lt's been four years since Square (NYSE:SQ) went public, and early investors are sitting pretty right now. The payments processor and cottage industry enabler hit the market at $9 in mid-November 2015, and $1,000 invested in Square stock at the time of its IPO would be worth $7,527 today.

A seven-bagger is a pretty good haul, and some investors are faring even better. Square wasn't always a winning IPO. By early 2016 it buckled below its original $9 price tag, bottoming out at $8.06 three months after its Wall Street debut. The shares would be an eight-bagger for the opportunistic investors who bought into the stock in early 2016.

A cashier rings up a customer at a bike shop using Square as a point-of-sale.

Image source: Square.

Square meal

Square's hardware and software platform that allows anyone with a smartphone to process digital payments keeps gaining traction. Square served as the middleman for a record $28.2 billion in transactions in its latest quarter, a 25% gain over the past year, but revenue is growing even faster. Adjusted revenue and EBITDA rose 40% and 85%, respectively, as the high-tech financial services provider beefs up its ecosystem.

Over the past few years Square has gotten people to buy into its free or nearly free credit card readers that seamlessly plug into smartphones. Its hardware has beefed up lately, with Square Terminal and Square Register rolling out over the past two years as turnkey point-of-sale solutions. It's a brilliant plan. Square gadgets are Trojan horses, and I mean that in the best of ways since now it's making it easier for Square to break into everything from payroll and gift cards to small-business loan financing. Square's Cash app playing nice with bitcoin now makes it one of the largest and most successful cryptocurrency stocks.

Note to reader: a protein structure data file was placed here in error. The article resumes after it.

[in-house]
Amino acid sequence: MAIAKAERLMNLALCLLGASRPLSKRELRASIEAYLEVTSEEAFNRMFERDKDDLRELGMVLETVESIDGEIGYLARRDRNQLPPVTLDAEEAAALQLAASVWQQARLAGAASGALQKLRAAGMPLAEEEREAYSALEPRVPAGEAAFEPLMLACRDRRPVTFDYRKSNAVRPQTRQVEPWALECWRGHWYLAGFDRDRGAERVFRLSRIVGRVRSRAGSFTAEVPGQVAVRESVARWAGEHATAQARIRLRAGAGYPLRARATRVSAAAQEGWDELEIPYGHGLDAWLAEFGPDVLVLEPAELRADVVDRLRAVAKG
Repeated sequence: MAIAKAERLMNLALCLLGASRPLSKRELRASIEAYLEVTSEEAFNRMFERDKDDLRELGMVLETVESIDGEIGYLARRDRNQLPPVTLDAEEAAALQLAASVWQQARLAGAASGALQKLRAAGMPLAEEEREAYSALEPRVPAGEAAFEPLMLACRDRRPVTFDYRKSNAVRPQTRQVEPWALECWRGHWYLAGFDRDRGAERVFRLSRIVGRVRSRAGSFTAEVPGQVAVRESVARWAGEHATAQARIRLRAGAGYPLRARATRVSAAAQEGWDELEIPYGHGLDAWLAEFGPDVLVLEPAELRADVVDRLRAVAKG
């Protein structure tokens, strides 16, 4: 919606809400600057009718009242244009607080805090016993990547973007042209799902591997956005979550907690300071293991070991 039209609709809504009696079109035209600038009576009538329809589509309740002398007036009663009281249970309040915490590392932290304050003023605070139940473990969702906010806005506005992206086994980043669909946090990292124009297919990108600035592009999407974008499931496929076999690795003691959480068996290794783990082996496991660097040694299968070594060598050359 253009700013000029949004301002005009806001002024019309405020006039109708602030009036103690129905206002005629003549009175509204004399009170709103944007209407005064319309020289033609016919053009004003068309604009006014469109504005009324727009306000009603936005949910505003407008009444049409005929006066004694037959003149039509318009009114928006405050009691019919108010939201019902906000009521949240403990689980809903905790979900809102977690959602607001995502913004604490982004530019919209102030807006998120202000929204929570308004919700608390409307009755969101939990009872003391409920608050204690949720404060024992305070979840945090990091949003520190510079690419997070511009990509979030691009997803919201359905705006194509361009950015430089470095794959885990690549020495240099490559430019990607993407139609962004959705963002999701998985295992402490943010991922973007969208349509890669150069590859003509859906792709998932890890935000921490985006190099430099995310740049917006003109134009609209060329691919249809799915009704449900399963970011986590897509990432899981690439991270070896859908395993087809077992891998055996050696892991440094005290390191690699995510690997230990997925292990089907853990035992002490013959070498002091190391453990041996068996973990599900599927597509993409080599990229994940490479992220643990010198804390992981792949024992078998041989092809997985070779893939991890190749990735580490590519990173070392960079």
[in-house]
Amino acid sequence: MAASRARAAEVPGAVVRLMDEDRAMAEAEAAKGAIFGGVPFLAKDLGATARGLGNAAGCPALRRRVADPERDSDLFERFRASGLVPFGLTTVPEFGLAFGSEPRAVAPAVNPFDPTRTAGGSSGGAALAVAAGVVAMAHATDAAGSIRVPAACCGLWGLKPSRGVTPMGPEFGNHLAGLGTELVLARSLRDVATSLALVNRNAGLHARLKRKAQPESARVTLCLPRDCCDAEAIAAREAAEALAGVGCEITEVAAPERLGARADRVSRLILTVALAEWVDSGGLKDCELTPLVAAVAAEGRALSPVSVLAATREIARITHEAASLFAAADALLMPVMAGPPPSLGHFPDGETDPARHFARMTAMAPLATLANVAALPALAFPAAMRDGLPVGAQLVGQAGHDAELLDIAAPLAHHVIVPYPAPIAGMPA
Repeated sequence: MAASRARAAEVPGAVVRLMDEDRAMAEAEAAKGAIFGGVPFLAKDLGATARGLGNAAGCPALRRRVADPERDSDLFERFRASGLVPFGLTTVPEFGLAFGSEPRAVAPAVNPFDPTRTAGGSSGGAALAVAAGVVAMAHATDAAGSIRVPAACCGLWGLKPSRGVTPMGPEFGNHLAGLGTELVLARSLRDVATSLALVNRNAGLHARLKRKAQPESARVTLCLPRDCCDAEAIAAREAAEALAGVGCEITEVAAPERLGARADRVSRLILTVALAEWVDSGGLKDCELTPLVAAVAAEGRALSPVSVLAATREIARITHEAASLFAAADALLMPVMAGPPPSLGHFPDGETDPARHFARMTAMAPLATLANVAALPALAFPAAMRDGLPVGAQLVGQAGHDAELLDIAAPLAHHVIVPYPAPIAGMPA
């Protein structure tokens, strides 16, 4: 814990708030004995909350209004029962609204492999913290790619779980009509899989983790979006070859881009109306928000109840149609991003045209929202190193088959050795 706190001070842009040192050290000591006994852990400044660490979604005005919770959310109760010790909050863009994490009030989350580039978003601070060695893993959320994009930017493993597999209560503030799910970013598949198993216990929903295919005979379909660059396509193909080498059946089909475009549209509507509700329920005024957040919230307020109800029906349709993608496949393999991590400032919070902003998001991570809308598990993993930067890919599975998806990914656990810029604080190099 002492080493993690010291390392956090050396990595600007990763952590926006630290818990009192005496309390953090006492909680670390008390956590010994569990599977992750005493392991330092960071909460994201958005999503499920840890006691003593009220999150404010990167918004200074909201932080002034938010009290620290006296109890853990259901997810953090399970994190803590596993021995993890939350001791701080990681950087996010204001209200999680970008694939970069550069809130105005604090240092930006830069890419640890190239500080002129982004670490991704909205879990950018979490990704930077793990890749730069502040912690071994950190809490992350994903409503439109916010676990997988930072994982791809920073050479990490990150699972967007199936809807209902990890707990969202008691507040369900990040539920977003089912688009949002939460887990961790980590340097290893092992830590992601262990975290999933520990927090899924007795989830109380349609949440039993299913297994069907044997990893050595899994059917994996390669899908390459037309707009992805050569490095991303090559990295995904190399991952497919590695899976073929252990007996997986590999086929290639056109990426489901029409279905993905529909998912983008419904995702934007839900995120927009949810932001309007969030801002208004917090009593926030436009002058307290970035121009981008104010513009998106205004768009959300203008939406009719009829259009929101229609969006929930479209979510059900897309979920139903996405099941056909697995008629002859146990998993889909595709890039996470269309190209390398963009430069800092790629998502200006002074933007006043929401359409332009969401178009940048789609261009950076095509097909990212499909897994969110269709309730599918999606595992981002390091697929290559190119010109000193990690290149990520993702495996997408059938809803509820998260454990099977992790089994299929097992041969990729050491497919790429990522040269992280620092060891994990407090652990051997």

The end result of Square's business is a dynamic player that is taking on larger players in tech and finance and still expanding its reach. The company's revenue actually accelerated for eight consecutive quarters before that streak came to an end earlier this year. And Square is still innovating. It now has 20 different seller-facing products, and it's just scratching the surface.

The stock itself isn't cheap, and that's the only thing that may keep Square from being a seven-bagger through the four years. The stock is fetching nearly 70 times forward earnings, and a trailing revenue multiple approaching seven. These aren't cheap multiples, but Square's ability to innovate its way to unexpected growth makes it a stock worth owning. The past has been great. The future is still bright.